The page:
More than Quarter Million People Sign ATOM Protect Petition аgainst Nuclear Weapons

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As the world's nuclear weapons powers gather in Washington, DC for the Nuclear Security Summit, The ATOM Project has gathered hundreds of thousands of signatures seeking and end to nuclear weapons testing and the elimination of nuclear arsenals.

The ATOM Project

The ATOM Project

Government leaders, non-proliferation activists and more than a quarter million people from more than 100 countries have signed the petition offered in 11 languages.

As dozens of world leaders, the planet’s nuclear weapons powers and others concerned about global nuclear security gather in Washington, DC for the March 31-April 1 Nuclear Security Summit, The ATOM Project, a global initiative to permanently end nuclear weapons testing and eliminate nuclear arsenals, has gathered more than 250,000 signatures from around the globe for our online petition in support of a nuclear-weapons-free world.

As U.S. President Barack Obama said in 2009, nuclear terrorism is the most immediate and extreme threat to global security. The ATOM Project seeks to eliminate nuclear weapons as a terrorist and state-sponsored threat and, more urgently, permanently end nuclear weapons testing and development. Government leaders, non-proliferation activists and more than a quarter million people from more than 100 countries have signed the petition offered in 11 languages, saying, “I want to let the world’s leaders know that I demand a nuclear-weapons-free world.”

The ATOM Project has become a global phenomenon but was initiated by Kazakhstan, as it was the Kazakh President Nursultan Nazarbayev who announced the launch of the initiative at a major international conference on nuclear disarmament and nonproliferation in Astana on Aug. 27, 2012.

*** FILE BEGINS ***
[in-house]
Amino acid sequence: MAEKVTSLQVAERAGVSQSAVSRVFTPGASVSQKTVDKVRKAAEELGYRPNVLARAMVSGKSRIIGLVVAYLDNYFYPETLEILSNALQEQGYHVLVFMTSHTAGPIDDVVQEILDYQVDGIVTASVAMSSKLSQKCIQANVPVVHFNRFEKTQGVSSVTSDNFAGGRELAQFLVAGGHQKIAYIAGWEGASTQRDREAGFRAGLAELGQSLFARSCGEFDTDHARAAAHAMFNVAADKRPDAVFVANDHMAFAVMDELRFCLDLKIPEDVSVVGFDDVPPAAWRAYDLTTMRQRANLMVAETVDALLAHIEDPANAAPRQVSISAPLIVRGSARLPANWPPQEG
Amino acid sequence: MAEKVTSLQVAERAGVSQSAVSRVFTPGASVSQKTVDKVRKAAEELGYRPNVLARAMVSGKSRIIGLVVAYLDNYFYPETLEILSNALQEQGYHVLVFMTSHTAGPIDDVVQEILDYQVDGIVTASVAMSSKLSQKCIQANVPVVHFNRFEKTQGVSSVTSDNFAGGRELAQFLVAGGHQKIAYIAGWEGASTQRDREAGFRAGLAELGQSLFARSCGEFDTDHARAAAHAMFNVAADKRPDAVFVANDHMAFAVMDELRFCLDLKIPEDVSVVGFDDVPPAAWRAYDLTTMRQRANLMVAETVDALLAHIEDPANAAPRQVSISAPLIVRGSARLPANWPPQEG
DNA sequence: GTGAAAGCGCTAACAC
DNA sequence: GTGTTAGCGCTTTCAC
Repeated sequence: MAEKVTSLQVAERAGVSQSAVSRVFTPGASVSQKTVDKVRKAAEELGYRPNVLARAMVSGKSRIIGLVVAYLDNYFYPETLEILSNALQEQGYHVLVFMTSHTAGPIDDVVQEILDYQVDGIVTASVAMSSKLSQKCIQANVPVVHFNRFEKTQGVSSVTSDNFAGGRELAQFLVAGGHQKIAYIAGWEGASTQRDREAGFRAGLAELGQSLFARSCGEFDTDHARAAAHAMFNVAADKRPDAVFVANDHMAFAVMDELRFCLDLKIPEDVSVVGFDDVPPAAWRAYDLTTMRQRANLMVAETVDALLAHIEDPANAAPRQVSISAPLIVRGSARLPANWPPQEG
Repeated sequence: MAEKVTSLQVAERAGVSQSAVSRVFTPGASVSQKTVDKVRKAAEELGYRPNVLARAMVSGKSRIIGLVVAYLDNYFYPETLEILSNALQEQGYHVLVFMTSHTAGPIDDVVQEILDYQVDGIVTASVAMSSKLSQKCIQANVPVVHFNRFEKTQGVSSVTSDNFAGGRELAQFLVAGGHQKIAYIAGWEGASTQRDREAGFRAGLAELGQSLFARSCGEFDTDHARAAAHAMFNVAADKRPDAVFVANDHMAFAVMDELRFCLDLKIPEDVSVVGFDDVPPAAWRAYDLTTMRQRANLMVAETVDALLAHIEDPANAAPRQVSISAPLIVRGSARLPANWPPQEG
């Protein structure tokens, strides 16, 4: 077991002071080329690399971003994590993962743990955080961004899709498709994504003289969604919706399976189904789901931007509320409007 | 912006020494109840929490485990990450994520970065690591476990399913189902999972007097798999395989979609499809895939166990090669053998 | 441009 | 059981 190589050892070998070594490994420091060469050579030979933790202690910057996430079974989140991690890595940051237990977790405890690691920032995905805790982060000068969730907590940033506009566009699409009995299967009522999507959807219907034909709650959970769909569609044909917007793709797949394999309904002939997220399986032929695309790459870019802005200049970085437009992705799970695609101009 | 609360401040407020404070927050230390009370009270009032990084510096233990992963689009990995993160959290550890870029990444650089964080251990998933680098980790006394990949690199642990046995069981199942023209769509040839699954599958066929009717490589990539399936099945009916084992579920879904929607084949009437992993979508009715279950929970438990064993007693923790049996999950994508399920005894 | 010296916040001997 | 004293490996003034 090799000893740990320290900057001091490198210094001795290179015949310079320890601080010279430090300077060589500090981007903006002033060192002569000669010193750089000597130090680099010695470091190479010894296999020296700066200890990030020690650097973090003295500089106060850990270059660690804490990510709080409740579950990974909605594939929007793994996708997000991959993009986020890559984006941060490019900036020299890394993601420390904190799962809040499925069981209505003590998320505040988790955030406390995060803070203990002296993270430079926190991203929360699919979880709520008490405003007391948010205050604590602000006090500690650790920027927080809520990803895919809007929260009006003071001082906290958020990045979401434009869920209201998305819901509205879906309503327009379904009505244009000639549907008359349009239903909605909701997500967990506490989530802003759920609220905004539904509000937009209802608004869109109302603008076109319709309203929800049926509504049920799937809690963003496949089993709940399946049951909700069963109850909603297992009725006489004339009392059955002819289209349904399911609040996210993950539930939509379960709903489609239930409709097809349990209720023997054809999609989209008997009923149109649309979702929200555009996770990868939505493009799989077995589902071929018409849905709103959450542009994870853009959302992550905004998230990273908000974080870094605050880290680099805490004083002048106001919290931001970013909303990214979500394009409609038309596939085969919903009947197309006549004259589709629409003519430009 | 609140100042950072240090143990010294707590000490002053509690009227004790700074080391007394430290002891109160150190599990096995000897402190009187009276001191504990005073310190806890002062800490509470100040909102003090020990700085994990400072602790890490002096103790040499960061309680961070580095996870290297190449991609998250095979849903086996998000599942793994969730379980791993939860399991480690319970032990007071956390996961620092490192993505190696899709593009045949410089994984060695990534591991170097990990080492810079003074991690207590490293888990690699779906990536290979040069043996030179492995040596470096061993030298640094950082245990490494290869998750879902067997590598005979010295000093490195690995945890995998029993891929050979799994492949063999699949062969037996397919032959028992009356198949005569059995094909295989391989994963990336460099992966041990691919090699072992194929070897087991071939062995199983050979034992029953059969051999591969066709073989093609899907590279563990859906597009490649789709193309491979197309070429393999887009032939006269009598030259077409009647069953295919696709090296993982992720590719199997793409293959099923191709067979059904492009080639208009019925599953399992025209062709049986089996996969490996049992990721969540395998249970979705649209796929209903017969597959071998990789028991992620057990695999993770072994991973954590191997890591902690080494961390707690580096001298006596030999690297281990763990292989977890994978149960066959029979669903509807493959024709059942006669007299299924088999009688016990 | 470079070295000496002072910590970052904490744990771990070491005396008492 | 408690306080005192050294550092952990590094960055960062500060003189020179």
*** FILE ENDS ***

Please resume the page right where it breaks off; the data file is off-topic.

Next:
Kazakhstan suffered from more than 450 nuclear weapons tests conducted over decades by the Soviet Union at the Semipalatinsk nuclear test site near what is now the town of Semey. Those exposed to the tests have suffered horrific illness, disability and early death. Children born in Kazakhstan today of grandparents exposed to those tests continue to suffer debilitating birth defects. Kazakhstan knows the horrors of nuclear testing and, through The ATOM Project, has become a world leader in the effort to ensure no such tests are ever conducted again.

The ATOM Project Honorary Ambassador, artist and international anti-nuclear weapons activist Karipbek Kuyukov was among those whose parents were exposed to the testing at the Semipalatinsk test site. As a result, Kuyukov was born without arms but has overcome that challenge to become a renowned painter who has dedicated his life and art to eliminating nuclear weapons, ending nuclear weapons testing and bringing dignity to testing victims.

One goal of The ATOM Project is to bring into full force the Comprehensive Nuclear-Test-Ban Treaty (CTBT). The CTBT would ultimately ban all civil or military nuclear explosions in all environments and was adopted by the UN General Assembly in 1996. Despite being signed by 183 states and ratified by 164, the treaty remains in limbo, awaiting the signature and ratification of eight specific countries: China, Egypt, India, Iran, Israel, North Korea, Pakistan and the U.S.

So as the world’s nuclear powers gather again in Washington to discuss global nuclear security and the future of the world’s nuclear materials, let us keep the pressure on world leaders to remove this threat to humanity. Go to to sign our petition and show your support for a nuclear-weapons-free world.

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patrick gilsenan
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